Buzz’s Blog: On Web 3.0 and the Semantic Web

Jul 9 2011   10:49PM GMT

Websites versus Web services, Part 1

Roger King Roger King Profile: Roger King

So, what’s the difference between a website and a web service?

A lot of people have been asking this question.

It’s actually quite simple: A web service is a web application that is not accessed interactively by a human, but rather by a program.

An alternative to using a browser interactively.

To make use of a website, we load a URL into a browser and visit the site. Once we’re there, we might – even if we don’t realize it – be operating a very sophisticated application, like Amazon. We can search their inventory – which sits inside a very large database – via Amazon’s search form.

Using a programatic interface.

But there’s something else you can do with Amazon. We can access their inventory via a web service. Or more precisely, we can build programs that can access their inventory by communicating with programs (called web services) that they have provided. Our programs and their programs talk to each other directly.

More powerful access.

These services can be used to do things that would usually would be very time-consuming, and in fact, often intractable, if performed with a browser. Their web services also allow third party vendors to post their stock on Amazon, and in return for a fee, let Amazon sell and ship their products.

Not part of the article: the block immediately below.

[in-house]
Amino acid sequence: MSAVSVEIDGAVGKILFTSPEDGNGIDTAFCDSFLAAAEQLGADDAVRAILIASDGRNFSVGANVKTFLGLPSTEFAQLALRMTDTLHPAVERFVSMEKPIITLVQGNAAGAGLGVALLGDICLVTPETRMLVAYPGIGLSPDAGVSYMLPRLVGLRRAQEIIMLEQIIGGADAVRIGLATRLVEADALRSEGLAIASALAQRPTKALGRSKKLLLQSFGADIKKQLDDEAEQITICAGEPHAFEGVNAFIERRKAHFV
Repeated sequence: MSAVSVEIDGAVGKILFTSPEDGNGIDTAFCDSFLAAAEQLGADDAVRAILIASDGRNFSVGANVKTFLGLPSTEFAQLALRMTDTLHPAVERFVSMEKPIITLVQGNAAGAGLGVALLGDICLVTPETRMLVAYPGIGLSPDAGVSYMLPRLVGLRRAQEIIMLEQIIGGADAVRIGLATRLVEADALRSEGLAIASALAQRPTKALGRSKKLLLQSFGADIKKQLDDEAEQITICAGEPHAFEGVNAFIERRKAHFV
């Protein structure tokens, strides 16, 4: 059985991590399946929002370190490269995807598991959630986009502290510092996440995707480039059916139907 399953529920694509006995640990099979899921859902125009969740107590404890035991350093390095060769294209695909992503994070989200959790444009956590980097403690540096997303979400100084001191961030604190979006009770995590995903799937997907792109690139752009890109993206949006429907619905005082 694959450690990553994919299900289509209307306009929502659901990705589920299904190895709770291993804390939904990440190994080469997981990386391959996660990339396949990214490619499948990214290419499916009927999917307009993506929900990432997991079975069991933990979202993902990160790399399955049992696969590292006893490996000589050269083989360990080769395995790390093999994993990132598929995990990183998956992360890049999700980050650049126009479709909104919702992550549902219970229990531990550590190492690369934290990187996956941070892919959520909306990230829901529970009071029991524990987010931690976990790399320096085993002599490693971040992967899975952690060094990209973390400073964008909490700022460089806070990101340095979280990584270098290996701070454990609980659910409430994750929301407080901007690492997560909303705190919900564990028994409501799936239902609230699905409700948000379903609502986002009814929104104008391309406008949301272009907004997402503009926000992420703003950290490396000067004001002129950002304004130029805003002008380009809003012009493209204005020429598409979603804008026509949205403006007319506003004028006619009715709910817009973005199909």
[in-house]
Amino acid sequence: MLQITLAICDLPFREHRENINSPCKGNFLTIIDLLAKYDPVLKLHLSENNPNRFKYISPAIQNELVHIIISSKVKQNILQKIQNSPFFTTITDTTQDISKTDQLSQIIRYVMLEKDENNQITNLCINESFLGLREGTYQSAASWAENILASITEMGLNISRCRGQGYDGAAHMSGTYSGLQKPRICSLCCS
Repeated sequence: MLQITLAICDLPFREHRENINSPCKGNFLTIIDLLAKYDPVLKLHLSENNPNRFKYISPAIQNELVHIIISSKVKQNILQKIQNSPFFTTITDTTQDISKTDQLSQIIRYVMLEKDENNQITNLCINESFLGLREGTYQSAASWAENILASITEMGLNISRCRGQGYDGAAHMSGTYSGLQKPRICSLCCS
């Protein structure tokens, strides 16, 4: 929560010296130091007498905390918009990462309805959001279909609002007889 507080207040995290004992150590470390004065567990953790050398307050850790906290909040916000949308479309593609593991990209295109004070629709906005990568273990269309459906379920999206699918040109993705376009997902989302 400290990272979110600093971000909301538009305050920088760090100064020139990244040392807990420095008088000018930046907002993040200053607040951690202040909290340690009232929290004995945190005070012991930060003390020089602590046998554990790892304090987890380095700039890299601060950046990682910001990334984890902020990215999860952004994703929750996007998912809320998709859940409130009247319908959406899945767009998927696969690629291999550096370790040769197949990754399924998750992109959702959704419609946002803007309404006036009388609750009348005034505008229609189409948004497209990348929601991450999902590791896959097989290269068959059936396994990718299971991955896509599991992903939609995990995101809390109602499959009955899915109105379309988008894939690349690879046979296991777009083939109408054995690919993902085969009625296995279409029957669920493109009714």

The way a web service works is by the provider of the service (such as Amazon) making the interface to the software that implements the service publicly accessible over the Internet. Such an interface is called an Application Programming Interface, or API. This way, anyone who wants to write a program that will access the service over the web knows exactly how to write their program to talk to the web service. These programs that access web services are called “client” applications.

There is a wide class of web services available on the Internet, and many of them provide APIs that allow programmers to write software that can access vast databases of such things as news and real estate information.

We will come back to this.

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  • Ebwolf
    A good example in mapping is to look at basemap services, like Google Maps. You can use the Google Maps API to build a web page that uses Google's map viewer to consume their map service. Or you can use an alternative map viewer, like OpenLayers, which can consume the Google Map service. In the GIS world, we have our own standards body, the Open Geospatial Consortium (modeled somewhat after the W3C), which has authored standards like Web Mapping Service (WMS) and Web Feature Service (WFS). These services are designed to be agnostic to the client. The client can be a desktop GIS application, like ArcGIS or Quantum GIS, or a web viewer like OpenLayers. WMS provides raster tiles for maps. WFS provides vector data. Of course, Google has their own standard, but that's a much longer conversation...
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